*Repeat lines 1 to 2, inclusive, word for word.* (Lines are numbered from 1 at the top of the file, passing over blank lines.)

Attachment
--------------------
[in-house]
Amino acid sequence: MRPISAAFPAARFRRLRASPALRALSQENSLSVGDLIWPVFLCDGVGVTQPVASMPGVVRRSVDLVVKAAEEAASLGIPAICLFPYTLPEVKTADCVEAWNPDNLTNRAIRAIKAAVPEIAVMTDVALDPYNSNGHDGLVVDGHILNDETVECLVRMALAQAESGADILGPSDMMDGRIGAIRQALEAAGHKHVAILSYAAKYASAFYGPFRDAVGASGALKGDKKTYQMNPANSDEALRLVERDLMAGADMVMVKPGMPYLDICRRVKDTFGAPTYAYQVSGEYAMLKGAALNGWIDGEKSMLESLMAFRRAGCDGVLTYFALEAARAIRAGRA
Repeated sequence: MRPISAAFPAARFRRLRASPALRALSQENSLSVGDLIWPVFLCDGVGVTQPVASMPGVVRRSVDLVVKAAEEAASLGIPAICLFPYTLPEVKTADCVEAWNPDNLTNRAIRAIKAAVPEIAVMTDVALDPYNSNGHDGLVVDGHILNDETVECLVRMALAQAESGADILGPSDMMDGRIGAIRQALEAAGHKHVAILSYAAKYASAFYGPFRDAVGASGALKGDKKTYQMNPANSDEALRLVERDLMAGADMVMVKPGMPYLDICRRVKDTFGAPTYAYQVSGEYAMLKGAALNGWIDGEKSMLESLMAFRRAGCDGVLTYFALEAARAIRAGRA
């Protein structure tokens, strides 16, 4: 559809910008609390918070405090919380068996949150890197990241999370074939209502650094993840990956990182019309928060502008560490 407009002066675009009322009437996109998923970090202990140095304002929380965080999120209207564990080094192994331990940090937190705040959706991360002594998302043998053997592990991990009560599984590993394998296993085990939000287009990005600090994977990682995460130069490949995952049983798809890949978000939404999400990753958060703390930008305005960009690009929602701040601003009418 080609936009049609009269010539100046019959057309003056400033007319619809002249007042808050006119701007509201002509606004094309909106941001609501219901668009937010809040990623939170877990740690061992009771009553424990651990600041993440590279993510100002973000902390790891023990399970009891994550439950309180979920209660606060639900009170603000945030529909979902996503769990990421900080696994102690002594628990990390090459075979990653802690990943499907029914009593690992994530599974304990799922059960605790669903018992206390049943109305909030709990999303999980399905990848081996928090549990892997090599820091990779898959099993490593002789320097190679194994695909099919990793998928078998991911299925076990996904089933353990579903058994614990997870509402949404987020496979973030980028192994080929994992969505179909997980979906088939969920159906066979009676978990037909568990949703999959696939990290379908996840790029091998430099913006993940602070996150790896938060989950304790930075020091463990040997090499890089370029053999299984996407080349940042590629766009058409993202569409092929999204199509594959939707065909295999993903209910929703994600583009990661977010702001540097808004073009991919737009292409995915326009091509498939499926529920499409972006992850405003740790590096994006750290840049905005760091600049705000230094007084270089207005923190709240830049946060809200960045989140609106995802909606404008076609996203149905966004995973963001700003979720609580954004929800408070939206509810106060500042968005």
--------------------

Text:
[in-house]
Amino acid sequence: MRPISAAFPAARFRRLRASPALRALSQENSLSVGDLIWPVFLCDGVGVTQPVASMPGVVRRSVDLVVKAAEEAASLGIPAICLFPYTLPEVKTADCVEAWNPDNLTNRAIRAIKAAVPEIAVMTDVALDPYNSNGHDGLVVDGHILNDETVECLVRMALAQAESGADILGPSDMMDGRIGAIRQALEAAGHKHVAILSYAAKYASAFYGPFRDAVGASGALKGDKKTYQMNPANSDEALRLVERDLMAGADMVMVKPGMPYLDICRRVKDTFGAPTYAYQVSGEYAMLKGAALNGWIDGEKSMLESLMAFRRAGCDGVLTYFALEAARAIRAGRA